Question: In adults with Parkinson’s disease and psychosis, how effective are anti-psychotics, compared to treatment as usual, for treating psychotic symptoms? Which is the most effective and most tolerable?


No definite clinical implications can be made from the available evidence. There are very few methodologically robust head-to-head studies, so that it is not possible to determine which antipsychotic is most effective. Several treatments were compared with placebo (olanzapine, clozapine, quetiapine, and pimavanserin); only two treatments reported significant findings. Clozapine showed significant improvement for some outcomes (mean scores on the CGI, and the positive subscore of PANSS), but somnolence was more frequent with treatment. A well-conducted study demonstrated that primavanserin significantly reduced psychotic symptoms in patients with moderate to severe Parkinson's disease. Although this treatment was well-tolerated, there was an increase in discontinuation in the treatment group compared with placebo. One RCT with a very small sample size compared risperidone with clozapine and found no significant differences in outcomes between the groups. Two open-label RCTs compared clozapine with quetiapine, but there were no differences between groups for any of the behavioural and motor function parameters evaluated, although in one of the studies, patients treated with clozapine experienced significantly fewer delusions. Studies of clozapine reported adverse effects including neutropenia and leukopenia. These findings are generally consistent with the systematic review results.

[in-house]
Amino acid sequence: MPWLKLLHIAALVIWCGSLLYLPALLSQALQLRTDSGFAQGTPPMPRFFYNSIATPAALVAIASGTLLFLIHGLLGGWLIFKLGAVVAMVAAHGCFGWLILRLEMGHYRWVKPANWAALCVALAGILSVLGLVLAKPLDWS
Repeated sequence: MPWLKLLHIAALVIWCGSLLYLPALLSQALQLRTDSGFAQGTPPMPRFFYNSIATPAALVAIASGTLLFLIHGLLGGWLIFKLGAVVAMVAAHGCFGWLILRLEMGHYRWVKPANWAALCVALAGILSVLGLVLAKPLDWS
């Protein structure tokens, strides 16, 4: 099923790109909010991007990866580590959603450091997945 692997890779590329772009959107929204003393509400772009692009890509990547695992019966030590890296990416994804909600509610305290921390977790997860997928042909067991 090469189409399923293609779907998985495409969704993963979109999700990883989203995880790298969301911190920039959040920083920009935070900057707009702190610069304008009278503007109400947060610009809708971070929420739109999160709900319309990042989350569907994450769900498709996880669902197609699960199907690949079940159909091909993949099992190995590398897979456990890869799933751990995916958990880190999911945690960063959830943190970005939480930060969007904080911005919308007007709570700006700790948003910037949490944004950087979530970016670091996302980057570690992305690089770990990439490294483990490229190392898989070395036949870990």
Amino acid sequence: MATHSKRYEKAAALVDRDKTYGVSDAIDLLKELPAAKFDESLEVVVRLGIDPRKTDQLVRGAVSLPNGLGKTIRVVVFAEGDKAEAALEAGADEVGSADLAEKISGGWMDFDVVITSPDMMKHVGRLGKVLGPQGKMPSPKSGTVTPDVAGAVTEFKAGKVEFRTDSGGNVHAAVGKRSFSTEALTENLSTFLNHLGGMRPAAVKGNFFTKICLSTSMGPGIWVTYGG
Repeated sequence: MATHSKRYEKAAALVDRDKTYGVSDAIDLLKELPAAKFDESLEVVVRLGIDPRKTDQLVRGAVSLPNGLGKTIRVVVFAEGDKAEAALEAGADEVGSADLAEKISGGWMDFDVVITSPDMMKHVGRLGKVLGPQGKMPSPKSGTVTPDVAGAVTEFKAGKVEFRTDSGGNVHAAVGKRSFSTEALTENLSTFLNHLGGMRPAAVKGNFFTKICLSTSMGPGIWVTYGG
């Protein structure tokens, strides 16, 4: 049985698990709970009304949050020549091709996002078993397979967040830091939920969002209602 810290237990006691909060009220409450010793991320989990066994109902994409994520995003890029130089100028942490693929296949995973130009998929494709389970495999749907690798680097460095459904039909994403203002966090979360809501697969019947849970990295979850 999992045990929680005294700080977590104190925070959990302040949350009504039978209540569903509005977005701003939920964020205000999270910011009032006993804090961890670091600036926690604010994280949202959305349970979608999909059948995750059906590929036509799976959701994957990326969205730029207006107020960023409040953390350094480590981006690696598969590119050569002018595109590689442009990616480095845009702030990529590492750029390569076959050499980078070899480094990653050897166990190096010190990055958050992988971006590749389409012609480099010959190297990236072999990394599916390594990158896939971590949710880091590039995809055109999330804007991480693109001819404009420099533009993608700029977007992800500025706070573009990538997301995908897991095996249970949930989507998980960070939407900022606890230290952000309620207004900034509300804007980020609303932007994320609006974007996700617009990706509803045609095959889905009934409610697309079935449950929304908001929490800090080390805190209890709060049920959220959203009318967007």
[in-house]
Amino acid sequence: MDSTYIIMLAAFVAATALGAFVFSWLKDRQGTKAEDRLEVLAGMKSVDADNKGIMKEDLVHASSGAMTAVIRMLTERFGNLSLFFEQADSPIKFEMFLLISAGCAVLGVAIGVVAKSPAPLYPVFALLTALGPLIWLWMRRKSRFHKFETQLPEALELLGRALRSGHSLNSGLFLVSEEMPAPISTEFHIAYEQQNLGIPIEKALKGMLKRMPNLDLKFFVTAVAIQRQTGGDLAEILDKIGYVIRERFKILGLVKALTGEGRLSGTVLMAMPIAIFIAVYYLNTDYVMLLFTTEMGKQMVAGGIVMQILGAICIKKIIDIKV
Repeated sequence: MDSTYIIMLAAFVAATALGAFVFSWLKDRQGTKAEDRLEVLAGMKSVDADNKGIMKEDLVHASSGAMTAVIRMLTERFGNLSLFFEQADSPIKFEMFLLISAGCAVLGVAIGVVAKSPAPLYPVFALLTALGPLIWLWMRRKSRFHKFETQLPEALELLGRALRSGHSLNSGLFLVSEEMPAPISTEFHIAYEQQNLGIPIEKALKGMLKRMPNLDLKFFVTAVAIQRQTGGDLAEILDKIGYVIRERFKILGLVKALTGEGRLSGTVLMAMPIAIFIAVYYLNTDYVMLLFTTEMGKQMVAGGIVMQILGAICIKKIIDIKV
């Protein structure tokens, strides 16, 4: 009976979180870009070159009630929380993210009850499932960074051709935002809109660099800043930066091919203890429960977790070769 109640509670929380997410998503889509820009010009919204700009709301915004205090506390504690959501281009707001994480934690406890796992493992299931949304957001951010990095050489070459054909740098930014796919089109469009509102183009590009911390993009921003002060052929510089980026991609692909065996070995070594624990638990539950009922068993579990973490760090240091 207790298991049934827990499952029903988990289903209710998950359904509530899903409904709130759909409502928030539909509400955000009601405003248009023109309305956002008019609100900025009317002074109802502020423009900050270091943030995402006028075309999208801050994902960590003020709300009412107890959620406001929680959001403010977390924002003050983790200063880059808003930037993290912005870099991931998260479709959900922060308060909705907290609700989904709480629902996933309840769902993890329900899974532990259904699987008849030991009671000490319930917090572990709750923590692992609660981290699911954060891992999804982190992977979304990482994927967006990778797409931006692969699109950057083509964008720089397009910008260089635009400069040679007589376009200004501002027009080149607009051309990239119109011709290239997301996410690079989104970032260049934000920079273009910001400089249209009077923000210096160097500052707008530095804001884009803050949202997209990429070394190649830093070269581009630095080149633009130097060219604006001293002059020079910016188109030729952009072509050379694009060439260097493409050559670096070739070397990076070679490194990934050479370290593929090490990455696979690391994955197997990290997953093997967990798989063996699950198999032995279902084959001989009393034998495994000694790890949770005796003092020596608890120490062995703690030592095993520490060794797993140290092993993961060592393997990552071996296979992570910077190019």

It is clear from the authors of the included studies that further research into new treatment alternatives for psychosis in PD is warranted. It has been suggested that RCTs are needed to evaluate newer atypical antipsychotics (i.e. zipasidone or aripiprazole) and other treatment strategies (e.g. rivastigmine or orondansetron). A well-conducted RCT also suggested that pimavanserin may be a viable alternative for the treatment of psychosis in Parkinson's disease, but further research is needed.

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